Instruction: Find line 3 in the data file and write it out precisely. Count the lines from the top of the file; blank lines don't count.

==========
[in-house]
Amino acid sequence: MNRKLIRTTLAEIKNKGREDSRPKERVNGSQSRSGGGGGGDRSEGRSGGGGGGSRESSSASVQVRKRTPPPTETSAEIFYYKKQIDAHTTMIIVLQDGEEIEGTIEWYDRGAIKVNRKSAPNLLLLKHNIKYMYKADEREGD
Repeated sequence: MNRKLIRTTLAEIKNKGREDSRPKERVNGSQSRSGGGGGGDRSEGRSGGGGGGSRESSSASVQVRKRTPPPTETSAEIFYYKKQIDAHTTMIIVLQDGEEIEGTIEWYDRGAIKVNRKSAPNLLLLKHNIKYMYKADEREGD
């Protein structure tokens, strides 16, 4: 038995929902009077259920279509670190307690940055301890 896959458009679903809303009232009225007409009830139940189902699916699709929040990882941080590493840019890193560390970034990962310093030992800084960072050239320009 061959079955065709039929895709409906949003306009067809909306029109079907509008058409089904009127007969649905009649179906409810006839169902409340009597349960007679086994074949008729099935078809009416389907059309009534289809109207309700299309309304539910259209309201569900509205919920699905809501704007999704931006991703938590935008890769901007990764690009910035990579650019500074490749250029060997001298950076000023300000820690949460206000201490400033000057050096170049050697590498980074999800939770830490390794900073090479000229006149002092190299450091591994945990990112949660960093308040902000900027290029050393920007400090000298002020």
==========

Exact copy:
Repeated sequence: MNRKLIRTTLAEIKNKGREDSRPKERVNGSQSRSGGGGGGDRSEGRSGGGGGGSRESSSASVQVRKRTPPPTETSAEIFYYKKQIDAHTTMIIVLQDGEEIEGTIEWYDRGAIKVNRKSAPNLLLLKHNIKYMYKADEREGD